The charitable gift annuity has been used by many who wish to make meaningful gifts to charitable organizations or institutions, but want to also provide for their own future financial well-being.
A gift annuity makes it possible to transfer cash or marketable securities such as stocks or bonds (including mutual funds) to an organization or institution you want to benefit. In exchange, you and/or someone else you designate will receive fixed payments for life.
Why a Gift Annuity?
The gift annuity serves two purposes: giving and receiving.
Example: Suppose you are age 75 and want to make a substantial gift.
You decide to give $10,000 to a nonprofit recipient and receive annual payments of 5.8 percent for as long as you live. Here is a summary of the results:
- You transfer $10,000 for a gift annuity agreement.
- You are permitted to deduct over $4,095 as a charitable gift in the year the gift is made. (Note: If this is more than you can deduct in the year of the gift, you can carry over any excess deduction into the five succeeding tax years.) The exact deductible amount may vary from month to month.
- You will receive $580 each year for as long as you live. When you file your federal income tax each year, you report only $108 for approximately the next 12 years. During that time, $472 of each payment does not have to be reported as income. Afterward, the entire payment is taxable. (Note: The length of time that payments are partially tax-free depends upon your age when the gift annuity is created.)
- At death, the charitable recipient's obligation to make payments ends, yet your gift continues to be used in the work you wished to further.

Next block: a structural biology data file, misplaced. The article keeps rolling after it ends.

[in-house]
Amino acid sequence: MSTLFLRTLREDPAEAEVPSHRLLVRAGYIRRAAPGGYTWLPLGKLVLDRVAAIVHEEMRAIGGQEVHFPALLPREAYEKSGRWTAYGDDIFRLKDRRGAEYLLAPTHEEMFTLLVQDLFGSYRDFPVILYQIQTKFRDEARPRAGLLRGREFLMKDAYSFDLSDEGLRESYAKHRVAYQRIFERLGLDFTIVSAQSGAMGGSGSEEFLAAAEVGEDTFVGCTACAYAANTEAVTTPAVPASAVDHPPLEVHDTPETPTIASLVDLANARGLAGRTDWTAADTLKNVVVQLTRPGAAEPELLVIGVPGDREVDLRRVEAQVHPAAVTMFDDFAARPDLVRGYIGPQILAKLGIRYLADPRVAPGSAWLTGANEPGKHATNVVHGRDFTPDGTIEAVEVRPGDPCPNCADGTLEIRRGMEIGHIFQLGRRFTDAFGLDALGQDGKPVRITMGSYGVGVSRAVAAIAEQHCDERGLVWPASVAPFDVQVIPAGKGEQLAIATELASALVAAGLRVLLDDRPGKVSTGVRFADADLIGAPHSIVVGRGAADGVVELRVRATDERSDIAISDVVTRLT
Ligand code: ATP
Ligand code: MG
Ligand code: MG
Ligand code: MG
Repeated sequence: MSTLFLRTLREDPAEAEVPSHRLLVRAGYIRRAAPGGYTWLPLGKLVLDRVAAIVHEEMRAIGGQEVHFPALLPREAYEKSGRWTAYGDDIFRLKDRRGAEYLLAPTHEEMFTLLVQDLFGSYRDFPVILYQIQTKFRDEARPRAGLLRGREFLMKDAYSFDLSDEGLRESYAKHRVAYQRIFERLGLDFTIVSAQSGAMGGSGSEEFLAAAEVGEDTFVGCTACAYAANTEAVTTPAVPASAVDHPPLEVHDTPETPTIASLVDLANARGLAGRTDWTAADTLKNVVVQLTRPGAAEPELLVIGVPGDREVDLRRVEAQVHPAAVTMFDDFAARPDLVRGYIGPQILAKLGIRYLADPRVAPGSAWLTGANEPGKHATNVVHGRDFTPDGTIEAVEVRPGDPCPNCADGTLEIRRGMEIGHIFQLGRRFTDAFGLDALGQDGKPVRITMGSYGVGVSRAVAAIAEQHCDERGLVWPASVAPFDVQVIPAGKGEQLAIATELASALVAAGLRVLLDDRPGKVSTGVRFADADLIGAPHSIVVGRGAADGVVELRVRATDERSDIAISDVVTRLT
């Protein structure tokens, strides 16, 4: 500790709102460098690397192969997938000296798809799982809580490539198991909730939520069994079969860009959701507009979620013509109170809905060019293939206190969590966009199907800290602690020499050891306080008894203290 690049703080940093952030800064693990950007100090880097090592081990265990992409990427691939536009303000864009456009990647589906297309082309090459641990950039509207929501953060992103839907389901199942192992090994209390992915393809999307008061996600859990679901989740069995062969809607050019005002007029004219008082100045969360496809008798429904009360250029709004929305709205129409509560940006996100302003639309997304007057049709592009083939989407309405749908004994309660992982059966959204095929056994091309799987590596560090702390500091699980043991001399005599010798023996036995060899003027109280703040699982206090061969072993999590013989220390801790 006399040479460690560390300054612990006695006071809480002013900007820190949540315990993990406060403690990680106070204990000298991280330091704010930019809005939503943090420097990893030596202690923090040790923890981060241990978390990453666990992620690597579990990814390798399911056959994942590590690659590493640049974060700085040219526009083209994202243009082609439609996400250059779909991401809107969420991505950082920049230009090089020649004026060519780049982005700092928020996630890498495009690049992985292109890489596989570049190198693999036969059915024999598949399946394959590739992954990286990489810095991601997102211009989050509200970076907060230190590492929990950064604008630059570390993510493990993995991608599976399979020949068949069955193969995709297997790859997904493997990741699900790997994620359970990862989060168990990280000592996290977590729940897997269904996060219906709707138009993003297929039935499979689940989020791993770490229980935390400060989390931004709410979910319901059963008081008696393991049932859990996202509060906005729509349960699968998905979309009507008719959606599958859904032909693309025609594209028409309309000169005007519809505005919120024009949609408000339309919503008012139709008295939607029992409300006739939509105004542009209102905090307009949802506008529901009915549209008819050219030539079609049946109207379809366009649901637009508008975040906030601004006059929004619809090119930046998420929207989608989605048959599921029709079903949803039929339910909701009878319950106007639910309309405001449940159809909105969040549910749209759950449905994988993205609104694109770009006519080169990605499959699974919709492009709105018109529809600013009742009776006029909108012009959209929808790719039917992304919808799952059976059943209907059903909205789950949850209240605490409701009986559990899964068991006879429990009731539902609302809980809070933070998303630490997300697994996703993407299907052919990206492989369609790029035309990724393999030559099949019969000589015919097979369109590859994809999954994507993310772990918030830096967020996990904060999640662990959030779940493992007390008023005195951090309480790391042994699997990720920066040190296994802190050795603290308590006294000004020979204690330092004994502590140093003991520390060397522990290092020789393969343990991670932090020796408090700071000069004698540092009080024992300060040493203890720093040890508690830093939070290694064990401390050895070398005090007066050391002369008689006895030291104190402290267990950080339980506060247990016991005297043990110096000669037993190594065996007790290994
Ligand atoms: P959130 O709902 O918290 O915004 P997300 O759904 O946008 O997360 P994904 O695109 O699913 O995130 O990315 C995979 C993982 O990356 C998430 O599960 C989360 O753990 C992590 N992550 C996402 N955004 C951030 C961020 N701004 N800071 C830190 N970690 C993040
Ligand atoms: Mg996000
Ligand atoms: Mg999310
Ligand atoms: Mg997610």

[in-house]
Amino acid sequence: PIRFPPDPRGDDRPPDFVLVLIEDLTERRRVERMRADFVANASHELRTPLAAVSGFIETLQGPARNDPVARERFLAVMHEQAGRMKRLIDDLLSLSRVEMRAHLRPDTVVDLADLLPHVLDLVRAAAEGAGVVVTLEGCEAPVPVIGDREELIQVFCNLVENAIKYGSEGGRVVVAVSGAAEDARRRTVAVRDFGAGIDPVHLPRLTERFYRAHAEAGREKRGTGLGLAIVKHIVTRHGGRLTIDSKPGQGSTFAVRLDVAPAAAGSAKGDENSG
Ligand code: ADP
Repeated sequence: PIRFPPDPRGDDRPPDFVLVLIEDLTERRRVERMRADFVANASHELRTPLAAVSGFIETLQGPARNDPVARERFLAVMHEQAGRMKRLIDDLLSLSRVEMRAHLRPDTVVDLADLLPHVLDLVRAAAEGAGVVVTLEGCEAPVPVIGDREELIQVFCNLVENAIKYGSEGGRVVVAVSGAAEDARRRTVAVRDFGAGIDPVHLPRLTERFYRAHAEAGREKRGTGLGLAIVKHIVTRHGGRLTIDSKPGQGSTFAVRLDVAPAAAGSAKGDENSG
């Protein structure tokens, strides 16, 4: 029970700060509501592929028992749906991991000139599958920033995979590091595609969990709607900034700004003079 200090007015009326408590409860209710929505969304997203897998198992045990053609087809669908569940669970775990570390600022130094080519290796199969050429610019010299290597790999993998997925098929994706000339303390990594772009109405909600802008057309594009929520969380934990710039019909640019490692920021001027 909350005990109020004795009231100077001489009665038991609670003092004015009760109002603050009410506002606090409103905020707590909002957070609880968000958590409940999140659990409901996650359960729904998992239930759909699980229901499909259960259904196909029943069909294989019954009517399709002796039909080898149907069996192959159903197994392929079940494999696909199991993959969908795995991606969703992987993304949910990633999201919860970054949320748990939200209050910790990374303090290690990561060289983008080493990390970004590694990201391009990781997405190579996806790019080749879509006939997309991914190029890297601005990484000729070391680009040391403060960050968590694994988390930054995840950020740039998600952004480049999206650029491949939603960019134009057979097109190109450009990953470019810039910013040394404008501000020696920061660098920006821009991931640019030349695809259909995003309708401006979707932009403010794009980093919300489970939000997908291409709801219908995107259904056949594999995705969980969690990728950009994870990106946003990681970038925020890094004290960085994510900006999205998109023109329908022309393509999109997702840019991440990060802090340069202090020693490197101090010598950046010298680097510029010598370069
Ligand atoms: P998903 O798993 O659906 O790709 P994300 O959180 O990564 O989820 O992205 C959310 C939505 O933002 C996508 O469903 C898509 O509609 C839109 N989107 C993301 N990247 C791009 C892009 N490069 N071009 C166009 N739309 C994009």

A "Double-Duty" Annuity
Let's assume that a married couple, ages 75 and 79, wish to make a gift as part of their financial plans. If they give $10,000 for a gift annuity agreement, under current rates the annual payments will be $530 (5.3 percent x $10,000). They will be made for as long as either lives.
When the couple files their federal joint income tax return, the tables provided by the IRS show that their charitable income tax deduction in the year of the gift is approximately $3,417. (Again, this amount may vary.)
This could result in significant tax savings, which could be invested for additional income. As in the case of an annuity for one person's life, a portion of each year's payment is tax-free for a number of years.
Gift Annuity Rates
Payment rates (used in examples) are reviewed periodically and thus are subject to change. Contact us for current rate information. Once you have given a gift annuity, the rate for that particular annuity will not change.
Frequently Asked Questions
- How often will I receive my annuity payments?
- Once a year. (The word "annuity" comes from "annual".) We will be glad to discuss dividing them into more frequent payments, however, if you so desire.
- Is a gift annuity a suitable income-producing plan for a surviving spouse?
- Yes, many survivors appreciate gift annuities because they are designed to make payments for life.
- Can I have more than one gift annuity agreement?
- Yes. In fact, some people make a new gift annuity every year.
- Who can have two-life gift annuities?
- Any two people may have one. They need not be related.
- Does the interest rate fluctuate with the stock market or the national economy?
- No, it is set firmly when you make the gift, and it never changes.
- Is it true that the older the person receiving payments, the higher the payment rate?
- Generally, it is true, because more of the investment in the annuity portion is returned each year for older persons due to their life expectancy.
- Can a single-life annuity be changed later to a gift annuity for two lives?
- No, the type is fixed when the gift is made.
- What's the difference between the two-life gift annuity rate and the one-life rate?
- The rate is slightly lower when two persons receive payments for life since more than one person will benefit.
- If I have a gift annuity, can I withdraw the funds later?
- No, the agreement has to be irrevocable in order to determine the lifetime payments and charitable deduction accurately.
- How much of my annual payment is free from income tax?
- The answer depends on the age(s) of the person(s) receiving payments when the annuity is created. The older the age(s), the greater the tax-free percentage of each payment. We would be pleased to provide you with an illustration.